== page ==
Why? Hang in there with me, because this will take some explaining.

Producer DeVon Franklin was “blown away” by the Smiths’ story several years ago when he met Joyce and John Smith and their pastor, Jason Noble, while promoting his film “Miracles From Heaven.” …

The producer said “Breakthrough” builds on the success of the other films he has produced with explicitly Christian messages: “Miracles From Heaven,” which also is based on the true story of a mother holding on to faith as her child faces a health crisis, and “The Star,” an animated film telling the story of Jesus’ birth from the viewpoint of the animals.

And it’s well positioned to reach even more people, he said. Franklin said he was surprised how many movies the trailer has accompanied in theaters since then and by the positive response they have received. He’s seen “unprecedented interest in this type of content,” he said.

Now, if the trailer for this movie is showing in front of lots of mainstream films — like the superheat “Mary Poppins Returns” — and reaching family friendly audiences, then that would mean that “Breakthrough” is rated PG — which it is. The film has also been welcomed, without rancor, into the world of social media.

So how is this different from that other Christian-market movie that is in the news right now? What have you read about “Unplanned” and its attempts to reach the emerging marketplace for faith-driven films?

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Friday Five: Pope emeritus news, Beto O'Rourke's holy dirt, Israel's election, religious press awards

Friday Five: Pope emeritus news, Beto O'Rourke's holy dirt, Israel's election, religious press awards

If you’ve read GetReligion for any length of time, you know we advocate fair, balanced journalism that strives to show respect for believers on both sides of hot-button debates.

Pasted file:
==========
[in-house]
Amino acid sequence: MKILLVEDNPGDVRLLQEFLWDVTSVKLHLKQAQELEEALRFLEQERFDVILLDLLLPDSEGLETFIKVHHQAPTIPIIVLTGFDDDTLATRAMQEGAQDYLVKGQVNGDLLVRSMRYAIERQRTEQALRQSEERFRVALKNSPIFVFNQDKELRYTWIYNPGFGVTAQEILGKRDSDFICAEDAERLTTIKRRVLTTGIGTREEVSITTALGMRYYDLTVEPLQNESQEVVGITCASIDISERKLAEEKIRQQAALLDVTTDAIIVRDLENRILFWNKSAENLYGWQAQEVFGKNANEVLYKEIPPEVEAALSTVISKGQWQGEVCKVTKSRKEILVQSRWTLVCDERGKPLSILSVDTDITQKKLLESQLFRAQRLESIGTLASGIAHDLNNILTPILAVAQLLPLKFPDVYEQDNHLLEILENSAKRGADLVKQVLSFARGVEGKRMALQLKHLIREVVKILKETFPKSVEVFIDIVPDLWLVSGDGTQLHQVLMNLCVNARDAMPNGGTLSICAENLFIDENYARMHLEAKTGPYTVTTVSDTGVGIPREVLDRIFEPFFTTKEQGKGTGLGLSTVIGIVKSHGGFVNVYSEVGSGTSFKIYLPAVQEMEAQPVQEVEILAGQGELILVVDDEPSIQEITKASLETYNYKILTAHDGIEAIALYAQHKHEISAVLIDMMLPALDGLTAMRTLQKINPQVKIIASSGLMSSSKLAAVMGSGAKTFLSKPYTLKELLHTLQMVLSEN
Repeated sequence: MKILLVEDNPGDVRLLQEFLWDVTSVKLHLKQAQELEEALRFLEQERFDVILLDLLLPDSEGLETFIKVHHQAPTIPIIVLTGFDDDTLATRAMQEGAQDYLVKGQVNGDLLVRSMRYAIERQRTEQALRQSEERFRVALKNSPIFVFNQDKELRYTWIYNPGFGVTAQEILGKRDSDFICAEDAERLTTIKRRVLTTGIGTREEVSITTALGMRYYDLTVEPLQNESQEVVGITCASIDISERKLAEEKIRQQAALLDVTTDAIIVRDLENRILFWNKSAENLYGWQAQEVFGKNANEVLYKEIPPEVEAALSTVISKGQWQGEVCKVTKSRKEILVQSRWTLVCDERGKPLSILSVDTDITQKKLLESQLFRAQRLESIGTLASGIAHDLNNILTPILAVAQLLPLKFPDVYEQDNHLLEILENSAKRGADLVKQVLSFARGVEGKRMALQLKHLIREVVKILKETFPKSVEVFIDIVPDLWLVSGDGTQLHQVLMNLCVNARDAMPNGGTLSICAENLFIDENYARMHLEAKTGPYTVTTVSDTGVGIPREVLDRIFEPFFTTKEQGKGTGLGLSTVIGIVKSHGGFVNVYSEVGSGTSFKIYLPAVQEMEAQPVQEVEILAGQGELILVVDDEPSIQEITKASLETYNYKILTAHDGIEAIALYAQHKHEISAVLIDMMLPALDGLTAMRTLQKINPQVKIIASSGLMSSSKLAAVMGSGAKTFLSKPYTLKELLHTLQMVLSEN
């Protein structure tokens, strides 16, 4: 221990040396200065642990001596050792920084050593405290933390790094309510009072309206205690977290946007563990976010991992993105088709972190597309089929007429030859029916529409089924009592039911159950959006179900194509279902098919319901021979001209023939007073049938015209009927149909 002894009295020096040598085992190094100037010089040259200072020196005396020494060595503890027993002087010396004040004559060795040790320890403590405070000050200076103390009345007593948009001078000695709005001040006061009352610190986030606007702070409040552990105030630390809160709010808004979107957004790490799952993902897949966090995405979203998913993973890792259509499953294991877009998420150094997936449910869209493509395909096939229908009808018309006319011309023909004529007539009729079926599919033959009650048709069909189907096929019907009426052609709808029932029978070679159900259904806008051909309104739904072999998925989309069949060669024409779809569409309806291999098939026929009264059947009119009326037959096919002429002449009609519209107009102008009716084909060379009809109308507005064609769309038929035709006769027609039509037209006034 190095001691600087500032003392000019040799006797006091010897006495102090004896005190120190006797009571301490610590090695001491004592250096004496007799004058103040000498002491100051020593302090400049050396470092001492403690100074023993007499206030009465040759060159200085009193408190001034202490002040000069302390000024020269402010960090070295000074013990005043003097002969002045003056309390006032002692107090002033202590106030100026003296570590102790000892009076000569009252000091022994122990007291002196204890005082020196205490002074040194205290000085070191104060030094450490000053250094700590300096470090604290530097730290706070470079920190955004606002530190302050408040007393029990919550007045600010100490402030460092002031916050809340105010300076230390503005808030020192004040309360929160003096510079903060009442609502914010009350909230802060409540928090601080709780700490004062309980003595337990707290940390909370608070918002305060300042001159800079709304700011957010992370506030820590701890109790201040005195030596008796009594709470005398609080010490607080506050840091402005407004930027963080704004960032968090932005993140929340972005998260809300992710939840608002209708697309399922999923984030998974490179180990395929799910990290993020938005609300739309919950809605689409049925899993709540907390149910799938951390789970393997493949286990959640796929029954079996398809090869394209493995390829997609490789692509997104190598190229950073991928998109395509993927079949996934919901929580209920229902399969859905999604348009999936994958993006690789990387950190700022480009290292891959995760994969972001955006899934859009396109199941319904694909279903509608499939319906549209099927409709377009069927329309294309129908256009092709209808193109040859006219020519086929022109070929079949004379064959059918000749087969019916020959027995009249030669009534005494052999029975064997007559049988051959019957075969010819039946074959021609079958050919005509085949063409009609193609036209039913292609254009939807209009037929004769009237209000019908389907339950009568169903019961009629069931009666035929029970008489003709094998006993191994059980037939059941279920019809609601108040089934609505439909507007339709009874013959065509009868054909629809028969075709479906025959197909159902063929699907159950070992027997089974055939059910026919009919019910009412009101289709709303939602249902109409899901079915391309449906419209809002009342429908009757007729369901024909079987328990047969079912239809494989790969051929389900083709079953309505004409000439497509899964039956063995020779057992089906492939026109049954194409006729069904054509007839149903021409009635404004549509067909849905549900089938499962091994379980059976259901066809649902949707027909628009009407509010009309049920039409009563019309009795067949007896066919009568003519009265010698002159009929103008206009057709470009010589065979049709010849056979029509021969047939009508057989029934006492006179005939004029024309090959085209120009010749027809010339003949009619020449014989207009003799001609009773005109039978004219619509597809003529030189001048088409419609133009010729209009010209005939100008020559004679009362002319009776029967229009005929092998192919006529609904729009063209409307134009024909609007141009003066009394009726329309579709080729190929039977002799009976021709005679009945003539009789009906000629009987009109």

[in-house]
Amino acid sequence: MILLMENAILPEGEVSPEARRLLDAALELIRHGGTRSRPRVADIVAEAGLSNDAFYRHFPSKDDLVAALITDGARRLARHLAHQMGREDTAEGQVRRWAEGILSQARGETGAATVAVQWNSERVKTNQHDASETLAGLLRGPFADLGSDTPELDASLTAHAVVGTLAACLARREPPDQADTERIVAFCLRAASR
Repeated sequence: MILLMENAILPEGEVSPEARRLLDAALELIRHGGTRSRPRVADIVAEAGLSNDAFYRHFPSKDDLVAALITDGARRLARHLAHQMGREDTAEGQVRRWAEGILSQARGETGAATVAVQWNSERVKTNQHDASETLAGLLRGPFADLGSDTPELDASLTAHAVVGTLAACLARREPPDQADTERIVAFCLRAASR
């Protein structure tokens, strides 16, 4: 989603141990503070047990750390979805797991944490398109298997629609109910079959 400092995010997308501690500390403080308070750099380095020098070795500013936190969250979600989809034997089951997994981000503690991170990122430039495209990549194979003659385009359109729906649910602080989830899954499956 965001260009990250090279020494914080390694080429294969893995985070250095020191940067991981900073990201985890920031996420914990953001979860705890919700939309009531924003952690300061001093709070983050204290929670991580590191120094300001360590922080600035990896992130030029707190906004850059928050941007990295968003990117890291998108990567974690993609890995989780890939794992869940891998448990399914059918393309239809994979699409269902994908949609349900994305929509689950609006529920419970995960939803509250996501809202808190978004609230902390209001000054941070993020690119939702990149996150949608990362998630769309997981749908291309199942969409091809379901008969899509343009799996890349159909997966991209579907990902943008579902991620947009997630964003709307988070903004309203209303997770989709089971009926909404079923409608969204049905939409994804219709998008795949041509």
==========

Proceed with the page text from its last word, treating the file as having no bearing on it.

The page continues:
Occasionally, we feel like nobody respects the American model of the press anymore.

So I was pleased this week to read an interview with a college newspaper editor-to-be who stressed the importance of seeking comments from his university’s administrators. He said:

We’re not working for them; we’re working for the student body. We have to be brave and report on what’s happening, even if they don’t cooperate. But we should always give the chance to give their side of the story.

I was particularly pleased to read that interview because it was with my son Keaton, who will serve next school year as editor in chief of Oklahoma Christian University’s Talon. Before taking on that gig, he’ll intern this summer with The Oklahoman, the major daily here in Oklahoma City. But that’s enough dad bragging for one day!

Let’s dive into the Friday Five:

1. Religion story of the week: GetReligion contributor Clemente Lisi delves into “How a past and (maybe) future pope are providing crucial leadership in age of Francis.”